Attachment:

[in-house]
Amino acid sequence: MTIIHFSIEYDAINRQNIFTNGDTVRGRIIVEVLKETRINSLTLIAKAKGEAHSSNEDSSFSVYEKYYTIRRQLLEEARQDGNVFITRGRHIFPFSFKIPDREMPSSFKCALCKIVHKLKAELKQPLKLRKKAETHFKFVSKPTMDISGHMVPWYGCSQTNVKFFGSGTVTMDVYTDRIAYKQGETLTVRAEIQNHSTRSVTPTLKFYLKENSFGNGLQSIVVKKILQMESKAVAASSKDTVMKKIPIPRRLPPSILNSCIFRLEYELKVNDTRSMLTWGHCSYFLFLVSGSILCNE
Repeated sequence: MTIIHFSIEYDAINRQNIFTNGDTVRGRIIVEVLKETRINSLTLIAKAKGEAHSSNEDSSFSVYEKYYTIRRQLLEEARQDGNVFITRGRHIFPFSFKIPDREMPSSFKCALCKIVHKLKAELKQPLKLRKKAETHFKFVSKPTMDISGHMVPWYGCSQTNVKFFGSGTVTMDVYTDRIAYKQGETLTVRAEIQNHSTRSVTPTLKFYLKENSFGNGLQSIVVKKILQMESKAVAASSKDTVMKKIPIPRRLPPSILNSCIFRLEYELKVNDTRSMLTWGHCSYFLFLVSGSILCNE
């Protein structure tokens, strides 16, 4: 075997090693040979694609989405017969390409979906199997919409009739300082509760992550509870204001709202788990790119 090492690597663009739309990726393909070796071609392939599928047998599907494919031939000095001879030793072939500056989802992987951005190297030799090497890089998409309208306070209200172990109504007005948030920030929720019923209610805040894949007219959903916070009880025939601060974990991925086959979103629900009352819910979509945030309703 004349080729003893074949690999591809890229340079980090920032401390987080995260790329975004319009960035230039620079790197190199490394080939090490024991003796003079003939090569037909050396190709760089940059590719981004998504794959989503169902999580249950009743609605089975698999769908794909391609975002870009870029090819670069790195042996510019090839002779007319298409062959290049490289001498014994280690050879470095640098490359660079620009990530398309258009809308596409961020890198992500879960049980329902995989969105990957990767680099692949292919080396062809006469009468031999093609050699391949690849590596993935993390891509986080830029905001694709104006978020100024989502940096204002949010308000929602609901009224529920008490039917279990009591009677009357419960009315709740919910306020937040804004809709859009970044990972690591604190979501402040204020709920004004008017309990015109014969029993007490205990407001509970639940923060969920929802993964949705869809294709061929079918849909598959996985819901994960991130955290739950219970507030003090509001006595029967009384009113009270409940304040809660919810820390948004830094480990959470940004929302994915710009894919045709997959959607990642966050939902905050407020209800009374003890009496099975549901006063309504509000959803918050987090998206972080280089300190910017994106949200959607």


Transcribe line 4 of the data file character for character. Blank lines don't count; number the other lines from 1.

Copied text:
């Protein structure tokens, strides 16, 4: 075997090693040979694609989405017969390409979906199997919409009739300082509760992550509870204001709202788990790119 090492690597663009739309990726393909070796071609392939599928047998599907494919031939000095001879030793072939500056989802992987951005190297030799090497890089998409309208306070209200172990109504007005948030920030929720019923209610805040894949007219959903916070009880025939601060974990991925086959979103629900009352819910979509945030309703 004349080729003893074949690999591809890229340079980090920032401390987080995260790329975004319009960035230039620079790197190199490394080939090490024991003796003079003939090569037909050396190709760089940059590719981004998504794959989503169902999580249950009743609605089975698999769908794909391609975002870009870029090819670069790195042996510019090839002779007319298409062959290049490289001498014994280690050879470095640098490359660079620009990530398309258009809308596409961020890198992500879960049980329902995989969105990957990767680099692949292919080396062809006469009468031999093609050699391949690849590596993935993390891509986080830029905001694709104006978020100024989502940096204002949010308000929602609901009224529920008490039917279990009591009677009357419960009315709740919910306020937040804004809709859009970044990972690591604190979501402040204020709920004004008017309990015109014969029993007490205990407001509970639940923060969920929802993964949705869809294709061929079918849909598959996985819901994960991130955290739950219970507030003090509001006595029967009384009113009270409940304040809660919810820390948004830094480990959470940004929302994915710009894919045709997959959607990642966050939902905050407020209800009374003890009496099975549901006063309504509000959803918050987090998206972080280089300190910017994106949200959607």